North Carolina is one of the more aggressive states in the nation in licensing occupations. This is a significant impediment to freedom in a state that once boasted, and ought to be able to again, of being “First in Freedom.”
This is a state that recognizes — as a self-evident right, plainly obvious to all — the right of all persons to “the enjoyment of the fruits of their own labor.” It is prominent in the North Carolina Constitution: Article 1, Section 1.
Occupational licensing is practically a return to the medieval guild system, denying those fruits to many to the detriment of even more. It effectively turns incumbent service providers into a cartel, artificially boosting their earnings at the expense of consumers and the would-be competitors kept out. Meanwhile, the safety and quality benefits supposed to result from licensure tend to be illusory.
For those reasons and more, I have urged state leaders to rethink North Carolina’s heavy regulation of occupations. A new political direction in favor of freedom and job creation would be compelled to deguild the state’s economy.
Two recently concluded, long-running legal disputes over actions by licensing boards in North Carolina should give responsible leaders even more justification to rethink the state’s approach to licensure.
Anti-competitive to the core
My “Rights & Regulation Update” warned last October of a pending U.S. Supreme Court decision over the North Carolina Board of Dental Examiners actions excluding nondentists from offering cosmetic teeth-whitening services. This week the justices announced their decision. Carolina Journal reports:
In a decision released Wednesday, a 6-3 majority of the U.S. Supreme Court ruled that the North Carolina State Board of Dental Examiners violated federal antitrust laws by engaging in self-dealing in ordering service providers that do not have dental licenses to cease and desist from whitening teeth.
The ruling is hailed by some as a victory for free-market enterprise, turning back regulatory overreach. But the dissenting justices warned that the Supreme Court has strayed from precedent in a manner that erodes states’ rights and will cast sweeping confusion nationwide on an array of state regulatory bodies.
Even the dissent, as CJ pointed out, acknowledged the anti-competitive nature of the dentistry board and licensing boards in general. Justices Samuel Alito, Clarence Thomas, and Antonin Scalia were concerned about the confusing repercussions of the ruling, warning it would lead to “a morass. Determining whether a state agency is structured in a way that militates against regulatory capture is no easy task, and there is reason to fear that today’s decision will spawn confusion.”
“[There is not] anything new about the suspicion that the North Carolina board — in attempting to prevent persons other than dentists from performing teeth-whitening procedures — was serving the interests of dentists and not the public. Professional and occupational licensing requirements have often been used in such a way.” (Emphasis added.)
Here is how the tooth-whitening exclusion benefited licensed dentists and harmed consumers and competition. Costs ranged from $400 to $1,300 at dentist offices, as opposed to $75 to $125 at day spas, mall kiosks, salons, etc.
Also, this month the North Carolina Board of Dietetics/Nutrition adopted new guidelines that will allow people to give “ordinary diet advice without a government license.” The change puts an end to diet blogger Steve Cooksey’s free-speech lawsuit against the board, first reported by Carolina Journal in 2012.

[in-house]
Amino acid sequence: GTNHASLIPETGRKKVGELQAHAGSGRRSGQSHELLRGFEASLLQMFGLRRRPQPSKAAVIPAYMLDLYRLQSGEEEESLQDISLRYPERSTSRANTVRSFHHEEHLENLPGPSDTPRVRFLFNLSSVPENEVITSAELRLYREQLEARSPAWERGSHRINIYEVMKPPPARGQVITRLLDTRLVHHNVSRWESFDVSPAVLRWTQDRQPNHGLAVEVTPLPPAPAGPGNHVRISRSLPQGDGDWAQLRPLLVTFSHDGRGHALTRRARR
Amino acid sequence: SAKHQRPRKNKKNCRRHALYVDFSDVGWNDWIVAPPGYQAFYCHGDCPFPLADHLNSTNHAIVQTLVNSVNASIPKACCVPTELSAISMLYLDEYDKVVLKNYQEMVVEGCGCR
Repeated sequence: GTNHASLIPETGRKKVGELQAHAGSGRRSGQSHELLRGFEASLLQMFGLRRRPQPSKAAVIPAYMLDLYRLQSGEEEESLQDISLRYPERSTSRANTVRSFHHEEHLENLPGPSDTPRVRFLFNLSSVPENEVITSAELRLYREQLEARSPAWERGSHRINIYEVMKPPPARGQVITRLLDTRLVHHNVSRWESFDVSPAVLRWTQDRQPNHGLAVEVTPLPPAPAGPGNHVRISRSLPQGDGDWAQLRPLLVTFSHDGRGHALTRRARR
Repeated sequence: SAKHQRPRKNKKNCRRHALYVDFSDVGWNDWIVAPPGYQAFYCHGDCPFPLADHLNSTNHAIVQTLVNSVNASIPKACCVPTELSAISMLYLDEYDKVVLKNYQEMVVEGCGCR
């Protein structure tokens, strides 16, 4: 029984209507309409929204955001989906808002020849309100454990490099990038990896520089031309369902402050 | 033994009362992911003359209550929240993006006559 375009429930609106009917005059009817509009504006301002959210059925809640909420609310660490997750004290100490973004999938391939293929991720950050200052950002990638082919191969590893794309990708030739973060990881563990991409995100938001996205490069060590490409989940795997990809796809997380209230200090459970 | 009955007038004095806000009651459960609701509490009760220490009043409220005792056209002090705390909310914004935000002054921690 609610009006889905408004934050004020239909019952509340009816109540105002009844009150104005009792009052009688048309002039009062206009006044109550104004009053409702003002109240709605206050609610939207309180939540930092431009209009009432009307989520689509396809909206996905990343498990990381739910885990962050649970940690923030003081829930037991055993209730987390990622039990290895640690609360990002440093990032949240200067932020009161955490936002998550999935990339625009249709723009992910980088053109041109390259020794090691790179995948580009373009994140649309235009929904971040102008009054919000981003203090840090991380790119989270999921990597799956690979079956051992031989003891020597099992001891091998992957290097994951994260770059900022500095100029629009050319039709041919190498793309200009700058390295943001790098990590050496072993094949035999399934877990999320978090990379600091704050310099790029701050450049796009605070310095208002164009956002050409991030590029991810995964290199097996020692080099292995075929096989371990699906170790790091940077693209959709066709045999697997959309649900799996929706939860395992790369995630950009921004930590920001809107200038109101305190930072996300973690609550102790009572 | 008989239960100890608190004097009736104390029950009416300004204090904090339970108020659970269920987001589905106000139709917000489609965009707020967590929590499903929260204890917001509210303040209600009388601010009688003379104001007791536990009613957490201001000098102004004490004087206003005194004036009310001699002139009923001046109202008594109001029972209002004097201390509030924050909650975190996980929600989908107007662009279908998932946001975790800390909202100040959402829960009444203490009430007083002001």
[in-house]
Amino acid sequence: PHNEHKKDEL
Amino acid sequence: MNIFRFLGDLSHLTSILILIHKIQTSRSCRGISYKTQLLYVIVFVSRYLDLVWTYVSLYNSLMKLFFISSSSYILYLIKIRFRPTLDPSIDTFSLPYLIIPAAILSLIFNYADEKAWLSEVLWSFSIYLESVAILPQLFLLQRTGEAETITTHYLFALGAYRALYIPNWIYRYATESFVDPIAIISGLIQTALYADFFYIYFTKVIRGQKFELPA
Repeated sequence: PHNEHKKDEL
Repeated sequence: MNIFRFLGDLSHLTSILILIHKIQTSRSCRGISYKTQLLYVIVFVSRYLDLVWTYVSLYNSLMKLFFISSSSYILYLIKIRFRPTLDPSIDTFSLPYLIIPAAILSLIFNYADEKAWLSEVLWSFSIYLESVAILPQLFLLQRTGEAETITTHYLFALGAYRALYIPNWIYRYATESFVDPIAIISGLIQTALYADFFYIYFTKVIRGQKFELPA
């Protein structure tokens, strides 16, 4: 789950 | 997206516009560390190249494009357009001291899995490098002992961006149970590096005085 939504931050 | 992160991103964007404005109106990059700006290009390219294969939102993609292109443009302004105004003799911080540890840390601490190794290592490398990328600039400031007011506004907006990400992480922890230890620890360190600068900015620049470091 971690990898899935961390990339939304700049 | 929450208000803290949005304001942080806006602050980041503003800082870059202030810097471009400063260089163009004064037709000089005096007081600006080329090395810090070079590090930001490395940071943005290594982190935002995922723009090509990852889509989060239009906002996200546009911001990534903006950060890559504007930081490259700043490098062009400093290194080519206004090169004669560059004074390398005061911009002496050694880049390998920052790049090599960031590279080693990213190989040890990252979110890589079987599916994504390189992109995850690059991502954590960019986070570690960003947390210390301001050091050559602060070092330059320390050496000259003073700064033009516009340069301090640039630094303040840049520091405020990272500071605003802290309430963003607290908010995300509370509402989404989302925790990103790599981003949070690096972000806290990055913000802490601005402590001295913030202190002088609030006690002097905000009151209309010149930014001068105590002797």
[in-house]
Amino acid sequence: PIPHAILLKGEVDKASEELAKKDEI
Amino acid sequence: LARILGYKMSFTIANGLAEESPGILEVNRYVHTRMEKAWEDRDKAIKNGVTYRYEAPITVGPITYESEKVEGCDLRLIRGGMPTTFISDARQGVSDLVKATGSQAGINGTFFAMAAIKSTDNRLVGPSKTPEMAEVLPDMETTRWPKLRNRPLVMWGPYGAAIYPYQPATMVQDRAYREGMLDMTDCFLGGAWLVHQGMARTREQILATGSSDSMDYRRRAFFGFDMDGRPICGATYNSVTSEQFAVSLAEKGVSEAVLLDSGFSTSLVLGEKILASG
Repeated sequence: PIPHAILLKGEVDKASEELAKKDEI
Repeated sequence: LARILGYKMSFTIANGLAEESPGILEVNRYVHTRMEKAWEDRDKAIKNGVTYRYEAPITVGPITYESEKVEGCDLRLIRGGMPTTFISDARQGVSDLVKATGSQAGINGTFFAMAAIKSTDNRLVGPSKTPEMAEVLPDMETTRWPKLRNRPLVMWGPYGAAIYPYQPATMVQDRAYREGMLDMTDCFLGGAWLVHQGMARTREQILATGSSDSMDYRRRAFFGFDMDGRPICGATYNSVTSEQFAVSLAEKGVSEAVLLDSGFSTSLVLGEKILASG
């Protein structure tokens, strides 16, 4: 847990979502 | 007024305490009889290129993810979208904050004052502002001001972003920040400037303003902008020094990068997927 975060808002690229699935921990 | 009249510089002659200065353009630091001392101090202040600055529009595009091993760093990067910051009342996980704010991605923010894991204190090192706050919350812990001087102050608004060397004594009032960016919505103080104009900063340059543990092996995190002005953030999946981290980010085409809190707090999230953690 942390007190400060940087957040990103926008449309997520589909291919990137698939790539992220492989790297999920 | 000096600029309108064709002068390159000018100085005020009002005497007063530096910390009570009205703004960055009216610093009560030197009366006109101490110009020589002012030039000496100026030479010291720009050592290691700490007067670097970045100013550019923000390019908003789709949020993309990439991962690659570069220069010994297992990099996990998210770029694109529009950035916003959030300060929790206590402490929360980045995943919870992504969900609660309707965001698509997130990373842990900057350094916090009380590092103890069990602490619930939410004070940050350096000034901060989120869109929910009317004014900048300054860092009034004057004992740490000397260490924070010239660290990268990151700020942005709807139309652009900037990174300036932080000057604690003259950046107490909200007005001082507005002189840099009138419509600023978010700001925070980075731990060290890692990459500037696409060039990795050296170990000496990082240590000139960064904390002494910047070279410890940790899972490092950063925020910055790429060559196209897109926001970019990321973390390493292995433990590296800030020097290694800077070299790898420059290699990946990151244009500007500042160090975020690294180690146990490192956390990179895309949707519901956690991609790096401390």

The Cooksey case provided the background for my Carolina Cronyism report on occupational licensing:
In 2009, Steve Cooksey was hospitalized with Type II diabetes, the same disease that had killed his grandmother. Determined not to suffer the same fate and not wanting to spend the rest of his life on insulin and other diabetes drugs, the Stanley, N.C., man turned to dieting. Through the carbohydrate-limiting, high-protein “Paleo” diet and exercise, Cooksey lost 78 pounds, got off the insulin, and then got into blogging about his experiences.
Through his blog, DiabetesWarrior.net, Cooksey freely answered readers’ questions about controlling diabetes through diet and also offered paid life-coaching services to readers adopting the Paleo lifestyle. In doing so, Cooksey ran afoul of the North Carolina Board of Dietetics/Nutrition. In January 2012, the State Board told Cooksey that, free or not, he could not offer personal dieting advice without a license and even that his private email messages and telephone conversations amounted to unlicensed and illegal dietetic assessment and advice. The board gave Cooksey 19 pages’ worth of his own writings with passages marked with red pen to explain what he was not allowed to say. Threatened with a misdemeanor conviction, jail time, and thousands of dollars in fines, Cooksey discontinued his life-coaching and advice column.
Such anti-competitive overreach and protectionism — serving the interests of the licensees and not the general public — is commonplace. As the justices wrote, “Professional and occupational licensing requirements have often been used in such a way.”
The General Assembly could help consumers, excluded competitors, and the cause of freedom and job creation by (1) greatly reducing licensing boards and licensed job categories, (2) putting in sunset provisions with periodic review on the remaining boards, and (3) resisting the self-interested pleas from other industries for new occupational licenses.
Jon Sanders (@jonpsanders) is Director of Regulatory Studies for the John Locke Foundation.